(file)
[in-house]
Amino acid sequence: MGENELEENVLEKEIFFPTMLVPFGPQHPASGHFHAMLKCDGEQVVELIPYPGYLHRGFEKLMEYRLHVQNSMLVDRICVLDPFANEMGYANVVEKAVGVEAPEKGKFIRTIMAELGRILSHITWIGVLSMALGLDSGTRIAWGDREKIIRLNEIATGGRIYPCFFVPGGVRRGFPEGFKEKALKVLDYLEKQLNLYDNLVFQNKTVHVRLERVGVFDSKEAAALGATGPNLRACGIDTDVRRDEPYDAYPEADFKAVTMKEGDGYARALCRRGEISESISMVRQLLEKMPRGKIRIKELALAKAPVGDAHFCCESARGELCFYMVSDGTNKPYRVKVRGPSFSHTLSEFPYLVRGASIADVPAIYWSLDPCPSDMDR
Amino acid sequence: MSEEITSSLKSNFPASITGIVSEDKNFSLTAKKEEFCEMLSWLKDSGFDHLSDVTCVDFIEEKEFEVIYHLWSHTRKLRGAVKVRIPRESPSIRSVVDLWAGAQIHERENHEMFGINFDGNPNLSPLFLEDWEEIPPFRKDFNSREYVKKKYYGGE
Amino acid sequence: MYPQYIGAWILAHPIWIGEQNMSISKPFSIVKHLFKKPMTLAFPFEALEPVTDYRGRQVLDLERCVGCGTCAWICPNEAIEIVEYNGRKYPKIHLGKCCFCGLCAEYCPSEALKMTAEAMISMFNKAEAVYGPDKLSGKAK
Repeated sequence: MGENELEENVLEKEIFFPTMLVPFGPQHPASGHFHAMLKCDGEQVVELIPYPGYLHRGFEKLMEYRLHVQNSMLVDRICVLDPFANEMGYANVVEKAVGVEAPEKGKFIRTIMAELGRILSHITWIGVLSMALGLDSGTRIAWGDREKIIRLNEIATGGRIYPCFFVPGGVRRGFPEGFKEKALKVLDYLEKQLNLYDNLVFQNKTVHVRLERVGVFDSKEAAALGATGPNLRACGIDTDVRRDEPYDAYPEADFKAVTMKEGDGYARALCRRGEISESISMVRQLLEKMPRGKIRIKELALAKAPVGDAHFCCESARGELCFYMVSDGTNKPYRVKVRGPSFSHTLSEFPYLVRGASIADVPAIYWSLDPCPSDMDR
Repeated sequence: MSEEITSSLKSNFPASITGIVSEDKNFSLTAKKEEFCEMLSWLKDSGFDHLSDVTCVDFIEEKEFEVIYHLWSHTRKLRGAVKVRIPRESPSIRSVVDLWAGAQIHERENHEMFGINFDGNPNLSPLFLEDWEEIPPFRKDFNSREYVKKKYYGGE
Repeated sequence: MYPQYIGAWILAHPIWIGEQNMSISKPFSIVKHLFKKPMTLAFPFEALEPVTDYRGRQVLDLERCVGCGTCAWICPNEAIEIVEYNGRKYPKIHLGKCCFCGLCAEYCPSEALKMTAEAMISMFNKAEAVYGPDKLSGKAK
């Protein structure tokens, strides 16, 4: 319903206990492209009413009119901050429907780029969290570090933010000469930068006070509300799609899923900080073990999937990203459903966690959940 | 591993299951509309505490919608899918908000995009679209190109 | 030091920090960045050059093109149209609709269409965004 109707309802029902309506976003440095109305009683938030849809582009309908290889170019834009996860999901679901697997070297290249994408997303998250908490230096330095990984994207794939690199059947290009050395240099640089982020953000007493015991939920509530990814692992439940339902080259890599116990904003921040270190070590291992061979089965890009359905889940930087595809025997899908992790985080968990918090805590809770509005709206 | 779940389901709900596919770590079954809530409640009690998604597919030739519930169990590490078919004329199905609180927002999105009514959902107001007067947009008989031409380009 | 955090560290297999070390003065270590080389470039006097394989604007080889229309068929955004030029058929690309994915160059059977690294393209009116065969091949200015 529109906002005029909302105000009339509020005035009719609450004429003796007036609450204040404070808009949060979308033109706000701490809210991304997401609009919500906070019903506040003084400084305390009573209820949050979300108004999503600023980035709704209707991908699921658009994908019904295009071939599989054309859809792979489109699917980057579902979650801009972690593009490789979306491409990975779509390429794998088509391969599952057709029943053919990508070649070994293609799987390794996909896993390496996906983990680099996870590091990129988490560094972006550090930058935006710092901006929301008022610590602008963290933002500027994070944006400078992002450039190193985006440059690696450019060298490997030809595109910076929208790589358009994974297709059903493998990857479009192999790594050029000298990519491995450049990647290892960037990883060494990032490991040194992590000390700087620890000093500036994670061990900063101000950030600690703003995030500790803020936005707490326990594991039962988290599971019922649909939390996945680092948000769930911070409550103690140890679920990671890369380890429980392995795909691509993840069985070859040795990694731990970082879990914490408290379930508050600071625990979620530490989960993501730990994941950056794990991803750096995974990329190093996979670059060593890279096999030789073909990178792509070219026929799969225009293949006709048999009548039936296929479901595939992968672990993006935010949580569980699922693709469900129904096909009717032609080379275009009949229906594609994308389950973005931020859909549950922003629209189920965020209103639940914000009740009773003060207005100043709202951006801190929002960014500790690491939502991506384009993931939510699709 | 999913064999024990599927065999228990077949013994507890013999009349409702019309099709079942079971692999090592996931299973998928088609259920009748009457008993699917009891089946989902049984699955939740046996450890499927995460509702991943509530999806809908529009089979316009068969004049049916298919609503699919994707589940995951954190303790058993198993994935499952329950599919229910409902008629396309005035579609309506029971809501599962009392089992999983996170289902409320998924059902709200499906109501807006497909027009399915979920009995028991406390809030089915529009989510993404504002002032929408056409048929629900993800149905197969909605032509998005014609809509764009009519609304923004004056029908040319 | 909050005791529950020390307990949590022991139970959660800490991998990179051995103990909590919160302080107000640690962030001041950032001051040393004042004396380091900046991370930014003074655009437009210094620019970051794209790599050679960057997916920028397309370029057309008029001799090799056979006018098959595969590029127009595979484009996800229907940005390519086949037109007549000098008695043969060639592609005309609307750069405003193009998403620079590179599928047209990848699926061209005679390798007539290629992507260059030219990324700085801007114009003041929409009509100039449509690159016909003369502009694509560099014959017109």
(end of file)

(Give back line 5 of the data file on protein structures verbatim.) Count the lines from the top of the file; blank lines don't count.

Repeated sequence: MGENELEENVLEKEIFFPTMLVPFGPQHPASGHFHAMLKCDGEQVVELIPYPGYLHRGFEKLMEYRLHVQNSMLVDRICVLDPFANEMGYANVVEKAVGVEAPEKGKFIRTIMAELGRILSHITWIGVLSMALGLDSGTRIAWGDREKIIRLNEIATGGRIYPCFFVPGGVRRGFPEGFKEKALKVLDYLEKQLNLYDNLVFQNKTVHVRLERVGVFDSKEAAALGATGPNLRACGIDTDVRRDEPYDAYPEADFKAVTMKEGDGYARALCRRGEISESISMVRQLLEKMPRGKIRIKELALAKAPVGDAHFCCESARGELCFYMVSDGTNKPYRVKVRGPSFSHTLSEFPYLVRGASIADVPAIYWSLDPCPSDMDR